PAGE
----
More than 9 billion animals are slaughtered in the U.S. every year for meat with global demand skyrocketing. Animal agriculture is putting an ever-increasing strain on world resources, particularly global water supplies, according to VICE's two-part episode, Meathooked and End of Water, which premieres March 4 at 11 p.m. on HBO.
In Vice's fifth episode of season 4, Isobel Yeung traveled to feedlots, farms and slaughterhouses to learn where our meat comes from and to uncover its true costs, and Vikram Gandhi traveled to the Central Valley in California and São Paulo, Brazil to find out just how severe the global water crisis has become.
In California's Central Valley, farmers are quickly depleting the state's groundwater as the state remains mired in a drought, despite El Niño rains. São Paulo's drought has become so bad that water in at least one of the area's reservoirs is below what engineers consider zero, meaning that they have to pipe the remaining water uphill just to get it to the intake pipes.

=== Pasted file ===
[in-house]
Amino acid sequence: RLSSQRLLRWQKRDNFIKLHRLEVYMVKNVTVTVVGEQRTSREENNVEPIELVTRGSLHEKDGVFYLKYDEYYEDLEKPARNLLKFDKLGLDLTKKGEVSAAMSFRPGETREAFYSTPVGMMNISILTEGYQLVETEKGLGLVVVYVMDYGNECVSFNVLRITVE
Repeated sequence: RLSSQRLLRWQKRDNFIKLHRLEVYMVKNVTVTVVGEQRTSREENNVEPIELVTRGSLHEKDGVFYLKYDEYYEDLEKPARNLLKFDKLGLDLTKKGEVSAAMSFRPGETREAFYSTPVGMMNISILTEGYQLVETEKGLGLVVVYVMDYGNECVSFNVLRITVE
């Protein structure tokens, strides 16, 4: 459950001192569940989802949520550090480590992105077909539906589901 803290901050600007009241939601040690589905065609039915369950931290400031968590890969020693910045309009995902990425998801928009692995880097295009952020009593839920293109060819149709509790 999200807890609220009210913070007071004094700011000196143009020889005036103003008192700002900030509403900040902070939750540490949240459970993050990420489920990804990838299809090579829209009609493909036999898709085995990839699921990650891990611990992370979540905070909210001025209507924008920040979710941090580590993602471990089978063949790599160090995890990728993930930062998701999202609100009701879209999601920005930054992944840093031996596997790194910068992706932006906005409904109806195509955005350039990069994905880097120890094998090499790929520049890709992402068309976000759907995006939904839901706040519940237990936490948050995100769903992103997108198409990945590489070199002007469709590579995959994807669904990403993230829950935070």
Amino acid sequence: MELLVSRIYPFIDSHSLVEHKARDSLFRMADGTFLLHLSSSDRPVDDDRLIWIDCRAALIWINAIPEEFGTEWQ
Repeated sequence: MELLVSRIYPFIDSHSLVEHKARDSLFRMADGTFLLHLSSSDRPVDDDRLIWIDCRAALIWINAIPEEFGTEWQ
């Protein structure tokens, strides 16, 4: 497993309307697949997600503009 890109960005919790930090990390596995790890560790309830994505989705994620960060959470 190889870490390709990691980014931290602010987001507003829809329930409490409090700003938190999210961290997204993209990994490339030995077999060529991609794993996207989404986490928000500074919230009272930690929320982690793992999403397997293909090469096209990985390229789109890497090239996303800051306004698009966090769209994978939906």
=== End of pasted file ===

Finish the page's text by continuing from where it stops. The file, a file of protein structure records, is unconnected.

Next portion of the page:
"Meat production, globally, is an environmental disaster now," Ken Cook, president of Environmental Working Group, said. "If we try and expand production to reach 9 billion people by 2050, it will be a complete and unthinkable disaster."
"Let's assume the population will reach 9 billion by 2050," Cook said. "There isn't enough land, there isn't enough water, there isn't the capacity for the Earth's atmosphere to absorb all of the CO2 and the methane that would come out of animal agriculture. The problem is that our focus is on making the meat as cheap as possible, and as they cut those corners, that's where we often have environmental catastrophes."
But there are agricultural innovators hoping to change the way we raise animals for food. Yeung met with Joel Salatin of Polyface Farms in Virginia. Salatin uses a sustainable system of raising animals called "rotational grazing."
Young also met with Dr. Mark Post, professor of physiology at Maastricht University in the Netherlands, to discuss his work on creating the first synthetic burger. He has grown meat in a lab from stem cells in just seven weeks—"much, much faster" than raising a cow for slaughter, he noted. The first trial cost $325,000, but he hopes to grow it cheaper and faster soon.
Watch a preview of the episode here:
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